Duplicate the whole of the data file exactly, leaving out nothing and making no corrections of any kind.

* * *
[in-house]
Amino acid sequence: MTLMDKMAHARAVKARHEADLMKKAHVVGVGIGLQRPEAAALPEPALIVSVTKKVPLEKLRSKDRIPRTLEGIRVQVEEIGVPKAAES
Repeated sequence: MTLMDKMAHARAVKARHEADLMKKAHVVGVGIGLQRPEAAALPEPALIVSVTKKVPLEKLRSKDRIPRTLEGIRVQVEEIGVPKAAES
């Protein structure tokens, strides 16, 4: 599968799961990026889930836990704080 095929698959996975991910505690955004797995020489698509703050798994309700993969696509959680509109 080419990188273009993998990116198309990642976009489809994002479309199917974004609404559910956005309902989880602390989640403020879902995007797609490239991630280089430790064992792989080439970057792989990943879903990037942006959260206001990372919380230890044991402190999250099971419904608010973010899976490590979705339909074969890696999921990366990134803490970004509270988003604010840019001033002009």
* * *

[in-house]
Amino acid sequence: MTLMDKMAHARAVKARHEADLMKKAHVVGVGIGLQRPEAAALPEPALIVSVTKKVPLEKLRSKDRIPRTLEGIRVQVEEIGVPKAAES
Repeated sequence: MTLMDKMAHARAVKARHEADLMKKAHVVGVGIGLQRPEAAALPEPALIVSVTKKVPLEKLRSKDRIPRTLEGIRVQVEEIGVPKAAES
């Protein structure tokens, strides 16, 4: 599968799961990026889930836990704080 095929698959996975991910505690955004797995020489698509703050798994309700993969696509959680509109 080419990188273009993998990116198309990642976009489809994002479309199917974004609404559910956005309902989880602390989640403020879902995007797609490239991630280089430790064992792989080439970057792989990943879903990037942006959260206001990372919380230890044991402190999250099971419904608010973010899976490590979705339909074969890696999921990366990134803490970004509270988003604010840019001033002009």